Other topics mentioned include Box PHP, Ghostery and the missing mcrypt extension. You can listen to this latest episode either through the in-page audio player or by downloading the mp3. If you enjoy the show, be sure to subscribe to their feed or over in iTunes to get the latest shows as they're released.

tagged: threedevsandamaybe podcast ep66 abtesting phar console googleio color

Link: http://threedevsandamaybe.com/easy-like-sunday-morning/

Displaying stream progress in PHP
May 27, 2015 @ 08:39:26

Hannes Van De Vreken has posted a tutorial to his site showing users of the Symfony Console component how to show progress on a stream using the ProgressBar helper and a bit of code to inspect the stream itself.

With PHP you can, next to handling HTTP requests, invoke scripts from the command line. [...] The Symfony console component is a very useful tool to define and invoke these kind of CLI tasks. [...] What is actually printed on the console is very important for the issuer of the task. Think of it as the command’s usability. Too little runtime information, the less usable the task. [...] Enter the ProgressBar. The ProgressBar is an output helper that wraps the OutputInterface object.

He talks briefly about how the ProgressBar helper works in the console component's output and gives a simple example of the output. He then shows how to hook it into a bit of PHP using the stream_notification_callback optional parameter (defined in stream_context_create) to point to another class method that handles the progress bar updates. It performs a bit of introspection on the stream and updates the progress as its contents progress. He does point out a few caveats though, including that the transfer is not made asynchronous by this handling.

tagged: symfony console stream progress progressbar helper tutorial

Link: https://hannesvdvreken.com/2015/05/12/stream-progress/

SitePoint PHP Blog:
Symfony2 Console: Getting Started with Console Helpers
Apr 09, 2015 @ 10:44:03

If you've ever worked with the Symfony Console component and wanted to enhance the experience with some additional functionality, check out the latest tutorial from the SitePoint PHP blog: Symfony2 Console: Getting Started with Console Helpers.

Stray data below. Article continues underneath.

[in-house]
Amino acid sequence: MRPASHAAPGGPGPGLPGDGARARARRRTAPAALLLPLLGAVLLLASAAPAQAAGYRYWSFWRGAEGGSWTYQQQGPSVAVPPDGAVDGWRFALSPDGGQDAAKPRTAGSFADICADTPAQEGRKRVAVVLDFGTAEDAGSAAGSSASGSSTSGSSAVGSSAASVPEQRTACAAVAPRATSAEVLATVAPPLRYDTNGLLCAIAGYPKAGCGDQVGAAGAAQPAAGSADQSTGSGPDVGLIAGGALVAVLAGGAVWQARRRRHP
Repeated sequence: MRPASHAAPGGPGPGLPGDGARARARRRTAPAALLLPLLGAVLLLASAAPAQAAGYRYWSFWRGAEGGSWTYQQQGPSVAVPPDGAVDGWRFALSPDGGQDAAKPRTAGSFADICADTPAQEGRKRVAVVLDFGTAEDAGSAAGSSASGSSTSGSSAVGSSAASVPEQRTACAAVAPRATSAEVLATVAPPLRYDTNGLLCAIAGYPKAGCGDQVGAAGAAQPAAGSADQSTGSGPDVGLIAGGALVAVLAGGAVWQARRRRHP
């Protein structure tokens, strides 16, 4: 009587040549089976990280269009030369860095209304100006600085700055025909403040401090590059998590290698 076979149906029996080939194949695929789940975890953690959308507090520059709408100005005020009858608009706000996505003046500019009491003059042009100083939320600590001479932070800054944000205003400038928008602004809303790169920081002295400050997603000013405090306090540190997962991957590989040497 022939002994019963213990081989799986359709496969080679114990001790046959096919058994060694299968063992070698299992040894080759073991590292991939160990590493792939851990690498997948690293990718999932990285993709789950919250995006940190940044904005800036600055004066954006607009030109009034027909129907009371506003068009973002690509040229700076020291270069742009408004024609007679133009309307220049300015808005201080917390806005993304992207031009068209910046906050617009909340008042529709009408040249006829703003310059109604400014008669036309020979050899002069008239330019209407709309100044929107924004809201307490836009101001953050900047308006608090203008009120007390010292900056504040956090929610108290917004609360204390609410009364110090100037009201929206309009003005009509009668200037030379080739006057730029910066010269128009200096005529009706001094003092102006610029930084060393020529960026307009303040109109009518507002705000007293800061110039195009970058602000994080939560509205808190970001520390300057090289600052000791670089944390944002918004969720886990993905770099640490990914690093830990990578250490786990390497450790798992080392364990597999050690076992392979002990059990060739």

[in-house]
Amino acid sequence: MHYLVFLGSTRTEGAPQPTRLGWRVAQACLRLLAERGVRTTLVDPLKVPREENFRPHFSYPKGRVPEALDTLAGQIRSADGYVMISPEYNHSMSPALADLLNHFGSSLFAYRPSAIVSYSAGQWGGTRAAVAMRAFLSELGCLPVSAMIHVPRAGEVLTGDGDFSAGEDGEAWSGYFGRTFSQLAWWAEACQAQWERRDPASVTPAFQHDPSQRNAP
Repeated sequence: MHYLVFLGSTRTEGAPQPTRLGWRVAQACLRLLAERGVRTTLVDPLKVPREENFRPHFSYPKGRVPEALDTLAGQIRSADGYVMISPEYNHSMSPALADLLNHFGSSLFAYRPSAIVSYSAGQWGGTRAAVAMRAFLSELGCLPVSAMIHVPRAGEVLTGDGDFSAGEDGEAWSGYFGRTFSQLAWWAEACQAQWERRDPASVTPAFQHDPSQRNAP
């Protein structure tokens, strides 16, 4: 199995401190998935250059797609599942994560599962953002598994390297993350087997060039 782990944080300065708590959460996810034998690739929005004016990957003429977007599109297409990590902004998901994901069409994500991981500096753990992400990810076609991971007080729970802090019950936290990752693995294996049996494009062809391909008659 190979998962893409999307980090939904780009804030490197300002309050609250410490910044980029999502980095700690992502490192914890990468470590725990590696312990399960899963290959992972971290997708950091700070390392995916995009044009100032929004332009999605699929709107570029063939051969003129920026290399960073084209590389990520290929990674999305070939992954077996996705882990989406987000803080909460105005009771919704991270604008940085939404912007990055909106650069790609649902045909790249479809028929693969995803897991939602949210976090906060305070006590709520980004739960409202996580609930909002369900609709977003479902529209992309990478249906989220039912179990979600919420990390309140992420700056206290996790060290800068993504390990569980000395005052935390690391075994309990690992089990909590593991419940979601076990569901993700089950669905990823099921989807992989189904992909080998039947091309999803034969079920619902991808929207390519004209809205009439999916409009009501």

In this tutorial, I’ll share my experiences and we’ll give some extra love to the console helpers, which provide us with a large collection of handy functions. There are a lot of reasons to create console commands in your projects: sending emails, exporting/importing data, creating users, and so on. [...] By the end of this post, we want to be able to create a basic console command to generate some output – any output will do – only the way to getting there is important. Near the end, we’ll discover some console helpers in order to create some nice interactions between users and the interface.

He starts by helping you get the component installed via Composer and creating the first simple command line script (a ConsoleApplication). He shows how to add in a basic "hello world" command (conveniently named "BasicCommand") and the result when executed. With this in place, he starts in on three helpers:

  • Question Helper
  • Table class
  • Progress Bar

Each includes the code needed to implement it and the resulting output. You can find out more about the component in the Symfony2 documentation.

tagged: symfony2 console tutorial command helpers introduction question table progressbar